When looking for and applying to jobs, you hear the term buzzword repeatedly.
The Merriam-Webster dictionary defines buzzword as:
"an important-sounding, usually technical, word or phrase often of little meaning used chiefly to impress laymen."
However, it's not laymen you're trying to impress during a job search— it's hiring managers and recruiters. Furthermore, it's not even a matter of impressing, but of demonstrating that you have the specific experiences, skill sets and knowledge to meet the requirements and fulfill the responsibilities of a specific role.
Plus, most companies and recruiting firms utilize scanning software, which identifies said buzzwords, to help target the search for candidates. Of course, from one industry to the next these key words are different. And in the cybersecurity industry, buzzwords vary according to an infosec professional's area of expertise.
The role of a Vulnerability Management Security Engineer is among the most sought-after positions for which Ashling Team is speaking with candidates. So, if you're an infosec pro interested in applying for one of the vulnerability management positions available through Ashling Team (visit Jobs on ashlingteam.com), senior recruiter Olivia Byrne recommends your profile and resume include the following buzzwords, phrases and key terms (only if applicable, of course!):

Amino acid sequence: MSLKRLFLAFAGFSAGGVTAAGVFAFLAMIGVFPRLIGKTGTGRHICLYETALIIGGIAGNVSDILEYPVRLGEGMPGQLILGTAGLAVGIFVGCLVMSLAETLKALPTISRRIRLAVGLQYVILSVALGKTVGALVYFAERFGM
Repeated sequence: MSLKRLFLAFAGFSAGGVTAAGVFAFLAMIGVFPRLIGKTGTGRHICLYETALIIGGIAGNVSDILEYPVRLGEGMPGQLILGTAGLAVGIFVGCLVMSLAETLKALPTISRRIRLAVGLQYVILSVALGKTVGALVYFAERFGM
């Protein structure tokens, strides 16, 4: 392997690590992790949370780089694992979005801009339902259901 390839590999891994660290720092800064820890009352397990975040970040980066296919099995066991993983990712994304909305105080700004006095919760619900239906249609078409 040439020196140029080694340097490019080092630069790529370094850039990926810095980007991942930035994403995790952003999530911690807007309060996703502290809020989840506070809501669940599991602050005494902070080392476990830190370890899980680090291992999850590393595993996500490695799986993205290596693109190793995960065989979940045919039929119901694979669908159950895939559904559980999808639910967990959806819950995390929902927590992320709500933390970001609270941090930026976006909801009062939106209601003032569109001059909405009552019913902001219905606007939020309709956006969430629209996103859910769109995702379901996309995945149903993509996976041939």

- If you've worked with VM tools, list each by name. For example, Qualys, Tenable, Rapid7 or Beyond Trust.
- If you have experience with the entire vulnerability management lifecycle, be sure to say "...building, implementing and maintaining vulnerability management programs."
- Can interpret "vulnerability scan results."
- Experience with "building remediation strategies."
- Cite the security standards with which you're familiar. For example, NIST and CIS.
- List the specific information security solutions with which you've worked. For example, Palo Alto and Carbon Black.
- Detail your experience with operating systems by specifying the exact system(s) with which you've worked. For example, Linux, Windows and Mac.
“Remember, the first look at your resume is usually conducted by a human resources representative, a recruiter, or a software scanning system,” says Byrne. “It’s not being screened by a person with a security background. That said, don't mistake your current role as an indication of your past experiences,” she emphasizes. “Nothing should be implied. Ensure you include details and buzzwords related to each previous work experience— even those from your first security job!”